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nick azzaro

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Sawandi, the 2nd (shoot)

You remember Sawandi. We worked together back in December of last year. A truly talented and versatile young man, and I hope to work with him for years to come. 

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The Power of Ten

I'm fortunate for so many reasons. Among the first is growing up under the influence of another great photographer: my father. Equally important is the support and encouragement both my parents have always shown, no matter how crazy my ideas are.

While finishing my senior year in college in 2004 I had the extreme pleasure of photographing one of the greatest instructors in the history of man, Ralph Williams. Had I not experienced this shoot, I'd likely not be who I am today... or married* for that matter.

I was inspired to work with Ralph during one of his lectures. On this particular day he was being recorded by a local station and the film crew had set up spotlights so he'd show up in the dark auditorium. As he danced back and forth in front of the class, the spotlights highlighted his mannerisms so perfectly I could think of nothing other than recreating the set up for my own camera.

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After first coordinating with his secretary, who made me explain my intentions numerous times, I was finally able to talk to Ralph in person. We picked a day during Spring break so the auditorium would be empty and I secured lighting from another department at the school.

When the day arrived I triple checked I had everything loaded in my car and even brought Ralph a muffin and tea. I arrived early to set up, ran a few tests and anxiously awaited his arrival. When he got there we chatted a little and I explained what I was looking for as he still seemed confused by my request.

"Just give me a lecture like you normally would", was what I said. I knew it wasn't one specific pose or anything I could control, it was simply Ralph being Ralph. So he began, book in hand, and I began shooting. To me it felt longer than it was because when this man delivers a lecture to a class it's epic, but when it's channeled at only one person it's almost more than the mind can handle. But, I survived. And shot three fabulous rolls of black and white Ilford HP5 Plus.

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I finished, Ralph departed and I wrapped up. I didn't know it then, but this shoot was the beginning of my career. So many shoots I'd go on to be part of or orchestrate myself would function similarly, but they weren't as special because I knew how they'd unfold.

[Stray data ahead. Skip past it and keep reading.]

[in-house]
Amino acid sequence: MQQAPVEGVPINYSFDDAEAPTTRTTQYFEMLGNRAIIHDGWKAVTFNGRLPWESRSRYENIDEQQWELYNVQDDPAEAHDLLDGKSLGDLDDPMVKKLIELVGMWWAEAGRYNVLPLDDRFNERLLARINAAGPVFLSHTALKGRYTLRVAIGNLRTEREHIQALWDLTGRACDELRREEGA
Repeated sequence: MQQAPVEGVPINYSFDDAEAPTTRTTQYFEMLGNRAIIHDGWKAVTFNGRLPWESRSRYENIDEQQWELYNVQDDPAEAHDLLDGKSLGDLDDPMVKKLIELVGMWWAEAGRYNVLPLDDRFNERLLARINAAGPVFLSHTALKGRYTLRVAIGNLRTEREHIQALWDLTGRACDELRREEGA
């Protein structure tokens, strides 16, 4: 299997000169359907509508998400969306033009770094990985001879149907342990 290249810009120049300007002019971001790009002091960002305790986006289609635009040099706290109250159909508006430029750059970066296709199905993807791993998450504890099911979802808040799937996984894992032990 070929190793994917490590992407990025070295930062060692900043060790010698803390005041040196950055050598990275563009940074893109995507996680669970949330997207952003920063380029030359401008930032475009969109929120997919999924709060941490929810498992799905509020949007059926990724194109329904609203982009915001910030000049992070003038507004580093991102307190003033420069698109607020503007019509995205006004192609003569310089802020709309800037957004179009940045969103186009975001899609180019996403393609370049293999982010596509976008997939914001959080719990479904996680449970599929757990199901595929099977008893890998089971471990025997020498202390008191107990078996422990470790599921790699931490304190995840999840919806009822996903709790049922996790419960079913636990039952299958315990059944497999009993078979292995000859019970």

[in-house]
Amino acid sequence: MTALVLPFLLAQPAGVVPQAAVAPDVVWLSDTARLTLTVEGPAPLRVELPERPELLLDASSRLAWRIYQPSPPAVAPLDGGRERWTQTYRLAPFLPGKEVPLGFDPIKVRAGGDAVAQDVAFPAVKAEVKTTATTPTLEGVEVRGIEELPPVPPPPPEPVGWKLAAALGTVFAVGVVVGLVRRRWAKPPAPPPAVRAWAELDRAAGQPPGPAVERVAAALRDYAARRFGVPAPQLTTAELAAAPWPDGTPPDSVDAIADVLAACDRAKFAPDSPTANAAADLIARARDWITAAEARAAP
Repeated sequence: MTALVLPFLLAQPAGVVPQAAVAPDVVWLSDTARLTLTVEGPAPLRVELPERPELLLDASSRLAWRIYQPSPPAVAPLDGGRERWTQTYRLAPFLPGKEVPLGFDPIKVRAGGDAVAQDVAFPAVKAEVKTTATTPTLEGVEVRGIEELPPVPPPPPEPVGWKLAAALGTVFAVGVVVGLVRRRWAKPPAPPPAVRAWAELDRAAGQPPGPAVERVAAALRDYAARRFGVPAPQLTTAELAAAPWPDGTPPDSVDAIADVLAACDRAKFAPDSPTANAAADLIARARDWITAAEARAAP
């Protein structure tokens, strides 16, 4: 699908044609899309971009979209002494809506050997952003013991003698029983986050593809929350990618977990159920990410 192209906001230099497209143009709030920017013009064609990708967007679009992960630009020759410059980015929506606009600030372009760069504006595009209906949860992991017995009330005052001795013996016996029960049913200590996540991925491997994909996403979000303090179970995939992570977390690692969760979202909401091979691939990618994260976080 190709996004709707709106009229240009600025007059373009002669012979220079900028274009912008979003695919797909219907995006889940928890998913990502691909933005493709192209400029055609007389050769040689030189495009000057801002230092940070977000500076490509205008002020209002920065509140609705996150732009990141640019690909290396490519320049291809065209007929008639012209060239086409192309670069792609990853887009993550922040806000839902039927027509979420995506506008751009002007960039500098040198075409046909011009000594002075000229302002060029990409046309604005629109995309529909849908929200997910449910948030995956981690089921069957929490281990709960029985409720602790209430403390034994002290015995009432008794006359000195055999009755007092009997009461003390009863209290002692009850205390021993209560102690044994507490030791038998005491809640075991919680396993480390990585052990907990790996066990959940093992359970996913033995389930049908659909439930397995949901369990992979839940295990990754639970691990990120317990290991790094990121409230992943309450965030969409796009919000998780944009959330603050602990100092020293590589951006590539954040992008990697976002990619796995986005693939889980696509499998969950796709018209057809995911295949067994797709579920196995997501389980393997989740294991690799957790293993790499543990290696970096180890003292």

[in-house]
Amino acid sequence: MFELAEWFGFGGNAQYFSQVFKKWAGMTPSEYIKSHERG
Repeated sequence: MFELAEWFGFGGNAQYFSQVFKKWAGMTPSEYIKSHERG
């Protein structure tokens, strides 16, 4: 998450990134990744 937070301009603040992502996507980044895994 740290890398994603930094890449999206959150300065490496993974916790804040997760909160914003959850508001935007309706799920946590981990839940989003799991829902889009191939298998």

I recently got to work with Ralph again, two months shy of ten years later. Unlike our first shoot, we spent most of the time talking about family, travel, our careers. The experience was just as amazing as I remembered and below are some of my favorites.

Thank you, Ralph.

* In 2004 I entered the pictures of Ralph into the art school's senior show. A recent art graduate named Yen saw them and felt compelled to email me. I'm happy to say we still email one another if for some reason one of us isn't at home.

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The Future's so Bright

In life I've learned something too good to be true always is, which is exactly why I'm so confused right now. A few months ago while photographing an event for 826 Michigan I was introduced to the head of Eastern Michigan University's Bright Futures, an enrichment center working with students in underserved communities.

A few days later we met at a cafe to discuss what Chin-Azzaro does... and ended up creating a photography class for the students.

Then cameras were bought and the time slot was appropriated. I met supervisors and instructors who were excited about the class and more than willing to help me out as I had never officially taught before. It all came together on what felt like a whim. The best part is everybody wins, especially the students.

Below is some of their amazing work. 

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Paradise Valley

"Paradise Valley was the business district and entertainment center of a densely populated African-American residential area in Detroit, known as Black Bottom, from the 1920’s through the 1950’s." -Shelley Griffith, from the Encyclopedia of Detroit.

Paradise Valley is also the name of the photo comic I created that's based on the social climate of World War II Detroit. It follows a factory worker, Mayjor Tom, and the day to day struggles he faces as a minority in a world dominated by appearance and greed. The comic first appeared at ArtPrize in Grand Rapids and was printed larger than life. Each page was 3' x 5' and suspended from a 7' tall structure made from plumbing pipe.  

Since ArtPrize the comic's been printed in two different hand held sizes and the story has undergone some changes. It's shown in several other shows, including a group show at Governor State University. 

One of the pages from Paradise Valley is included in the upcoming show Time, put on by the Detroit Center for Contemporary Photography. Time opens this Saturday, July 13, at the Museum of New Art in Pontiac.

 

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